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Thursday, January 27, 2011

Intelligence Authorization Legislation: Status and Challenges

Richard A. Best Jr.
Specialist in National Defense

Since President Bush signed the FY2005 Intelligence Authorization bill (P.L. 108-487) in December 2004, no subsequent intelligence authorization legislation was enacted until the FY2010 bill was signed by President Obama in October 2010 (after the end of FY2010) becoming P.L. 111-259. Although the National Security Act requires intelligence activities to be specifically authorized, this requirement has been satisfied in recent years by one-sentence catchall provisions in defense appropriations acts authorizing intelligence activities. This procedure meets the statutory requirement but has, according to some observers, weakened the ability of Congress to oversee intelligence activities.

Annual intelligence authorization acts were first passed in 1978 after the establishment of the two congressional intelligence committees and were enacted every year until 2005. These acts provided specific authorizations of intelligence activities and were accompanied by reports that provided detailed guidance to the nation’s intelligence agencies. However, in practice, the absence of intelligence authorization acts has meant that key intelligence issues have been addressed in defense authorization acts and defense appropriations acts that focus primarily on the activities of the Department of Defense.

Several members have maintained that this procedure has been characterized by misplaced priorities and wasteful spending estimates that could run into billions. One example is the eventual cancellation of a highly classified and very costly overhead surveillance system that had been approved without support from the two intelligence committees.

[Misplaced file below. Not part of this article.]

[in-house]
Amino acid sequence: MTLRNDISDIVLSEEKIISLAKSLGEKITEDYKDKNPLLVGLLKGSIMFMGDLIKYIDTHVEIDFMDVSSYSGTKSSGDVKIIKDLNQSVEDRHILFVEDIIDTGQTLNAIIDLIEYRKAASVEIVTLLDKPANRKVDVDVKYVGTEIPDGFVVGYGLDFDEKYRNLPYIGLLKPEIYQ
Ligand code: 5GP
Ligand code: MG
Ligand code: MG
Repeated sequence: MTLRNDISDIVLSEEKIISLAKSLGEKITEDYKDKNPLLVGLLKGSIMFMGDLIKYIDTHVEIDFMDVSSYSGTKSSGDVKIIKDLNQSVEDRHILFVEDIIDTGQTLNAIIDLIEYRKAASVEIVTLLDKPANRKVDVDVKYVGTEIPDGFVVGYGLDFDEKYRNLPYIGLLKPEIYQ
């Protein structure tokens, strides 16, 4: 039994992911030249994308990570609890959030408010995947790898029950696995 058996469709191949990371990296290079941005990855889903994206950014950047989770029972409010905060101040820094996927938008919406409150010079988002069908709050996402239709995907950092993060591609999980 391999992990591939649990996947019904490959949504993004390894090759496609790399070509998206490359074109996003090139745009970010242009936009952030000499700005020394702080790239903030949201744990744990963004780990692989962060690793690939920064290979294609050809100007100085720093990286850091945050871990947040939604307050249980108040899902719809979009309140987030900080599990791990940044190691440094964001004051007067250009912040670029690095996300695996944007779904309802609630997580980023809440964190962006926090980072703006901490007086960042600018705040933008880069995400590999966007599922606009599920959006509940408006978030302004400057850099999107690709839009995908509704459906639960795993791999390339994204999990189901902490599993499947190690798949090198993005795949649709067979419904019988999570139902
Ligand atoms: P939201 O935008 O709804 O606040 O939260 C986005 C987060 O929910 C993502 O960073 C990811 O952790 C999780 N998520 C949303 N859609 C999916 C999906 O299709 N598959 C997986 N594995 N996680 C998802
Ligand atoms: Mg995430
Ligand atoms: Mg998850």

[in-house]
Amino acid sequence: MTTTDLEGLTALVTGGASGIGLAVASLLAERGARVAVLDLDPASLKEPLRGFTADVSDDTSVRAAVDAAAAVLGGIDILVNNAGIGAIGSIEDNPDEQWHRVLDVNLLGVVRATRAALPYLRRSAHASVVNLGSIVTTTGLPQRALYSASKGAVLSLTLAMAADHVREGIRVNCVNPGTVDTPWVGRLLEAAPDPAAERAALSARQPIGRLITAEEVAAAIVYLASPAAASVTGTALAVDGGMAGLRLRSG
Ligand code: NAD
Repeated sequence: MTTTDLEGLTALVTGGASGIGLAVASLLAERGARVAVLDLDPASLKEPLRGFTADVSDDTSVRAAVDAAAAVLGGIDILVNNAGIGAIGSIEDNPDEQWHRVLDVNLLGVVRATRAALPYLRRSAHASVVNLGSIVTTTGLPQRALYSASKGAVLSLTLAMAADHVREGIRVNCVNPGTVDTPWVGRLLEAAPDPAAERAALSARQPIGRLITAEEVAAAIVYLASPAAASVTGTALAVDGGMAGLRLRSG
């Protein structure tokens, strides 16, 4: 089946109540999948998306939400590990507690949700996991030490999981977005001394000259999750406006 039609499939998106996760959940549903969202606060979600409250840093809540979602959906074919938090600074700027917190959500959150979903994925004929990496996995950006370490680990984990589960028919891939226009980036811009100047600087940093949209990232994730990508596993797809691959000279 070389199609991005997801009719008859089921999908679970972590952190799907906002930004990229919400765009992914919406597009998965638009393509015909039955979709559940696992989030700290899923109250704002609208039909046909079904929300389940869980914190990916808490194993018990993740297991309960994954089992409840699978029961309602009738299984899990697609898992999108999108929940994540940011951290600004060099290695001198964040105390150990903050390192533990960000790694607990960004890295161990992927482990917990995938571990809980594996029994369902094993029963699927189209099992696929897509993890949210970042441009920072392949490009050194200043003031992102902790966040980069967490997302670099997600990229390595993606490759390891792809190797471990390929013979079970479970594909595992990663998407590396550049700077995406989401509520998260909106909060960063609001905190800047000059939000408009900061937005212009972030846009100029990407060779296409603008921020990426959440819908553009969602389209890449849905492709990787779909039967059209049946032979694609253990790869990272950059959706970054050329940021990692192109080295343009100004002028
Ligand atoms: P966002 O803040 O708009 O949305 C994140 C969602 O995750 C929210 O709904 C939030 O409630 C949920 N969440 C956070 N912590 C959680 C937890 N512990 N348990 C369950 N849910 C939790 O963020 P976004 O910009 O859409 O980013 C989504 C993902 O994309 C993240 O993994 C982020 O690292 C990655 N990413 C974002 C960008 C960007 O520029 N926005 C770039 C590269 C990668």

Some also argue that the ability to link together the collection and analytical efforts of intelligence agencies must extend well beyond the Defense Department given the challenges of the 21
st century and that intelligence authorization legislation is essential to ensure the effectiveness of this linkage. When Congressional approval of intelligence programs is limited to defense authorizations and appropriations legislation, the result arguably can be an overemphasis on military missions by the Intelligence Community.

Other observers counter, however, that, even without intelligence authorization acts, Congress makes its views known to the Intelligence Community and that defense authorization and appropriations acts provide adequate legislative authority for major acquisition efforts of agencies that are in large measure integral parts of the Defense Department.

Although the October 2010 legislation was enacted too late to authorize spending during FY2010, the Act did include long-sought legislation provisions and reflected congressional determination to return to annual intelligence authorization acts.

Date of Report: January 20, 2011
Number of Pages: 17
Order Number: R40240
Price: $29.95

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